Launceston Place – a star in Kensington

In our last review of Launceston Place a few years ago we raised the question – Why did this restaurant not have a Michelin Star?  That is not a question we need to ask now, as Launceston Place got its well deserved Michelin Star in last years awards.

We booked for Sunday Lunch, which is a pretty good deal at £29.50 for 3 courses along with those little extras that are typical of Michelin Star venues (the amuse-bouche and the appetizer).

The amuse-bouche of béchamel cheese in choux pastry was a good start, I certainly could have eaten lots of these rather moreish cheese profiteroles, and the caramelized onion and mushroom soup appetizer that followed was rich and tasty.

For starters we ordered Hot smoked mackerel with beetroot, apple, watercress and horseradish ice cream, and Poached Hens Egg with white asparagus, followed by Cornish cod fricassee of peas and broad beans, heritage tomatoes and new season Jersey Royals, and Iberico pigs cheeks, with caramelized apples, sage mash and barbequed Leeks.

Then for dessert we had the 70% Cru Virunga chocolate mousse, caramelized bananas, glazed raisins and chocolate sorbet and the Baked English custard tart with cox apple cooked in caramel and glazed puff pastry filled with Calvados cream, which was effectively a rather lovely deconstructed Apple Tart. The only negative on the food front was the bread, which consisted of a rather ordinary selection of brown bread and sour dough.

Launceston Place is a very civilized and relaxing venue and the staff were just as efficient, professional and friendly on this visit as they were on our earlier visits. I rather like that the Michelin star has not changed Launceston Place too much – it still has the same understated elegance and charm it always had.

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Medlar – under the influence

Anyone who has read our blog knows how much we appreciate Chez Bruce and the other restaurants in the Nigel Platts-Martin stable. The Medlar in Chelsea although not directly connected with that group of restaurants, is certainly influenced by them. The head chef Joe Mercer Nairne used to work at Chez Bruce and his business partner David O’Connor also managed front of house at Chez Bruce, The Ledbury and The Square.  So it was no surprise that we found that the menu and the service style was reminiscent of these restaurants.

I started with a lovely dish, Crab raviolo with samphire, brown shrimps, fondue of leeks and bisque sauce. This was matched with a glass of Domaine des Baumard Savennières Clos St Yves 2007, a beautifully smooth fresh tasting wine that I could so easily have consumed by the bottle. My companion was not so enamored by the Lambs Tongue and Lentil salad which was rather dominated by the lentils, he did however very much enjoy the matching wine, a glass of  Egri Bikaver, Bolyki a smooth light red wine from Hungary.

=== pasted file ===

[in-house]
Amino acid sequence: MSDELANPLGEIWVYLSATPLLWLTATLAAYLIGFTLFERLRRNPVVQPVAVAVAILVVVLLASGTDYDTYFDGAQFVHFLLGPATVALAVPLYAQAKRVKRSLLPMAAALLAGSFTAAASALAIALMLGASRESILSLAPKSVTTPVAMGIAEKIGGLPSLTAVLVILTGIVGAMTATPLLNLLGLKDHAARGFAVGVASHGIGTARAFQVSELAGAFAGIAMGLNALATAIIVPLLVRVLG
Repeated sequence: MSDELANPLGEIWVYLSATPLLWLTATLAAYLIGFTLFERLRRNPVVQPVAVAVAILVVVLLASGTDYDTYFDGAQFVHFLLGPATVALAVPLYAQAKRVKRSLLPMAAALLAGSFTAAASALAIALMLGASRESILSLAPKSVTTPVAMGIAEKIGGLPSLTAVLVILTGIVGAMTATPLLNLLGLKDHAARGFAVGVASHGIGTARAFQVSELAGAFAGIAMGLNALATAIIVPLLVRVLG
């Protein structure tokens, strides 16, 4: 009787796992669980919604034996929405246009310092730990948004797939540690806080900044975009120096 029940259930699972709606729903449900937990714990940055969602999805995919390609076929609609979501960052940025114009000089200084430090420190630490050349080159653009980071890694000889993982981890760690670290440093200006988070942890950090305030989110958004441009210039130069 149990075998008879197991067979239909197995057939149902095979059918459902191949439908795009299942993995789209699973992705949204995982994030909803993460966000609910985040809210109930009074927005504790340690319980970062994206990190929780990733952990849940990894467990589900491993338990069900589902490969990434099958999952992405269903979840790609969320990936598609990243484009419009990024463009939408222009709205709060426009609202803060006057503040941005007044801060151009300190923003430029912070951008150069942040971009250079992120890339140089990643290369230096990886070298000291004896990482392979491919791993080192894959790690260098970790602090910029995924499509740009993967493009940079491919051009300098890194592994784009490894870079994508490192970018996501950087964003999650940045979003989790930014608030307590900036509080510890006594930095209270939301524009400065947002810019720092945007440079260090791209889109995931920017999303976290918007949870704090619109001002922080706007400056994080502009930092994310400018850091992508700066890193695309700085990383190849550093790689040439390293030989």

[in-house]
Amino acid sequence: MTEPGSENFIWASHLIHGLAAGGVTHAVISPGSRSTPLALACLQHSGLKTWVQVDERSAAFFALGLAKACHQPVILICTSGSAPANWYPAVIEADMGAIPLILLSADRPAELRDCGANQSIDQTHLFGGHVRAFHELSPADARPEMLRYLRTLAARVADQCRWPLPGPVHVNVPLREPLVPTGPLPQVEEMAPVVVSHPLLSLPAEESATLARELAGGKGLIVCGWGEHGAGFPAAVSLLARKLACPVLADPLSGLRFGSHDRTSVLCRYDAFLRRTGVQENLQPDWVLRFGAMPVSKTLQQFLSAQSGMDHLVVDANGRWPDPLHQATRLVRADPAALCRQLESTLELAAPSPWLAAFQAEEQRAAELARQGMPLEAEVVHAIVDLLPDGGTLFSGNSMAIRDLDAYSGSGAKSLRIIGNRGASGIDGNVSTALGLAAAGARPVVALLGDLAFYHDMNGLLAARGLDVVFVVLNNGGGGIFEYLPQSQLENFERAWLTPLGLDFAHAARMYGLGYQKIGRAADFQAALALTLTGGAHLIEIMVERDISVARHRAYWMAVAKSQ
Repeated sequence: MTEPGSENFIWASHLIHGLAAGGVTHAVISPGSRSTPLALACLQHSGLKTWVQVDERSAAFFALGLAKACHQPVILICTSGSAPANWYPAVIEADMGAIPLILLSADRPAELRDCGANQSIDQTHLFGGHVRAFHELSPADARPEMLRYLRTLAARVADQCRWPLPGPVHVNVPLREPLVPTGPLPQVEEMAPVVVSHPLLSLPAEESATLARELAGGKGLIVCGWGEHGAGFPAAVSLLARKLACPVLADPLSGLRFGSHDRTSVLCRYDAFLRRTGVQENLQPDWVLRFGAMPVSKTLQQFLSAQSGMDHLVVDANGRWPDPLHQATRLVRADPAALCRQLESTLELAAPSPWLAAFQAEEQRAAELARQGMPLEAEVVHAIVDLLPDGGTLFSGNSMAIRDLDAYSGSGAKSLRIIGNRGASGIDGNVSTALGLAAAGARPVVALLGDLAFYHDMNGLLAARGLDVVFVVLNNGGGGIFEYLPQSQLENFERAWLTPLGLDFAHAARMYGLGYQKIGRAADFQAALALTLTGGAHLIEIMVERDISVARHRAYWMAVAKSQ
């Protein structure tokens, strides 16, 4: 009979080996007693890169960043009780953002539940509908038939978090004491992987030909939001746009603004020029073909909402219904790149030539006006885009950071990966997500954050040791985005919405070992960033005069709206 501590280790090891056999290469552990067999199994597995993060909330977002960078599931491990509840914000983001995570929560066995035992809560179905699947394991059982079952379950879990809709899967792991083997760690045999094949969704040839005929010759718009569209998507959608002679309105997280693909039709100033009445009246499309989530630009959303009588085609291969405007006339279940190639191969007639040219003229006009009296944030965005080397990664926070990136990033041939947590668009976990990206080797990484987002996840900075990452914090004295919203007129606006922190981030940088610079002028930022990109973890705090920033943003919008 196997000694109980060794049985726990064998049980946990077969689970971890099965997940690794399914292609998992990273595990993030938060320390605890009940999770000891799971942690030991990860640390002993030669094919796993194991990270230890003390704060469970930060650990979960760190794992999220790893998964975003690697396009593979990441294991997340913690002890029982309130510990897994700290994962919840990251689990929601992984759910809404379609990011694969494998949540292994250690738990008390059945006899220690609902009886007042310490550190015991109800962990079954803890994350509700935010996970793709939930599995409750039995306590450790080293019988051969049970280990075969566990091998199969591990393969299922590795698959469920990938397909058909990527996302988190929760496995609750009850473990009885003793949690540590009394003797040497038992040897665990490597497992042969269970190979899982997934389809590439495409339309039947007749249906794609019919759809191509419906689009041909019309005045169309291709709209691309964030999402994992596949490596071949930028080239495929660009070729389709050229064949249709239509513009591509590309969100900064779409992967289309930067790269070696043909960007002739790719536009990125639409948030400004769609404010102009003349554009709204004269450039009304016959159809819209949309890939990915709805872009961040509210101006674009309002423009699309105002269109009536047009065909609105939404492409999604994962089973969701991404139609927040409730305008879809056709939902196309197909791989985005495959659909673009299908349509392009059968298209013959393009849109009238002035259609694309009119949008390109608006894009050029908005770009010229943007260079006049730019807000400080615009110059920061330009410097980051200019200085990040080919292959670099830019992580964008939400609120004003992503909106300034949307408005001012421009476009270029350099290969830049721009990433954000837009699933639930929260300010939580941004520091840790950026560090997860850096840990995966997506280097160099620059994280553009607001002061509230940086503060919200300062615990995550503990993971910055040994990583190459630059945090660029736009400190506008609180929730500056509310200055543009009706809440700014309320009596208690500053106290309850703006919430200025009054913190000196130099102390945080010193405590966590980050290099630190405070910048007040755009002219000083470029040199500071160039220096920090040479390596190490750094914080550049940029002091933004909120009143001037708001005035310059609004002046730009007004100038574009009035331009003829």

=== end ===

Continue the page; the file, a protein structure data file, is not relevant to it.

For main course I had Cornish brill with Jerusalem artichoke purée, braised chicken wings, crisp pancetta and salsify, which was another good choice, this was matched with a Marlborough Pinor Noir. My companion also had a rather nice fish dish. The Roast cod with a ragoût of mussels, pieds de mouton and charlotte potatoes. It went well with a glass of Chardonnay, Kooyong “Clonale”.

The wines were selected by Clement Robert the UK young sommelier of the year 2010 and were uniformly excellent.

We knew we could not manage to squeeze in a cheese course, so went straight to dessert instead.  I had a rather good Chocolate tart with pistachio ice cream and my companion had the Almond panna cotta with PX, poached pear and ricciarelli. He really liked the panna cotta part of the dessert, but did not feel that it particularly went with the other elements.

The dress code here is fairly casual, although we did spot one chap who I am sure is on a fashion police wanted poster (there is a certain shade of pink that should only be worn by 5 year old girls).  The customers are very much the Chelsea set. We would not have been at all surprised to see the crew from that dire show “Made in Chelsea” swanning in.

The food at the Medlar is good, we enjoyed everything we ate, although the wine did rather eclipse a couple of the dishes. It’s not going to replace Chez Bruce as a favourite, but it’s pretty good for Chelsea.

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Chez Bruce – Mmm…mmm…mmm

I made our reservation at Chez Bruce at fairly short notice, so our table was probably one of the worst ones in the room. However I was just glad to have a table as even at Monday lunch time Chez Bruce was close to full.

Yet again they did not put a foot wrong on the service front or with the food.  All through the meal we could hear ourselves continually making “mmm” noises, which says it all.  The food is seriously good, well balanced complex dishes that look beautiful and taste wonderful.

My raw, cooked and pickled vegetable tartlet with aubergine and tapenade, was amazing – it was so light and the mixture of textures and flavours worked so well.  My companion also really enjoyed his Pork Belly with Summer Bean Salad, Chorizo and Salsa Verde.

For main course I had the Plaice with creme fraiche and basil sauce, smoked salmon, pancakes and cucumber – the pancakes especially were really moreish. My companion had the Seabass with  prawn tempura, oriental squid and bok choy salad and was really impressed by the flavour of the fish and its distinctive sweet and sour pork crust.

We then moved on to share a cheese plate – the cheese boards in the Nigel Platts-Martins stable of restaurants are too good to miss. We then finished with the Vanilla, Almond and Raspberry tartlet and the Warm Poached Peach and Financier with Pannacotta and Ameretto, along with a couple of glasses of matching dessert wines. Leaving just enough room for a piece of the home made shortbread provided at the end of the meal.

We had a conversation with one of the waiters about Chez Bruces sibling restaurant The Ledbury, which he thought was on the way to its third Michelin Star and if that’s the case, Chez Bruce is well on its way to a second one, as the gap between them is not huge.

Chez Bruce is not just a destination restaurant, it’s a restaurant that makes you want to move to the area. Although in actual fact it’s not that hard to get to, as it’s just 2 minutes walk from Wandsworth Common train station, and there are frequent trains from Victoria with a journey time of 11 minutes.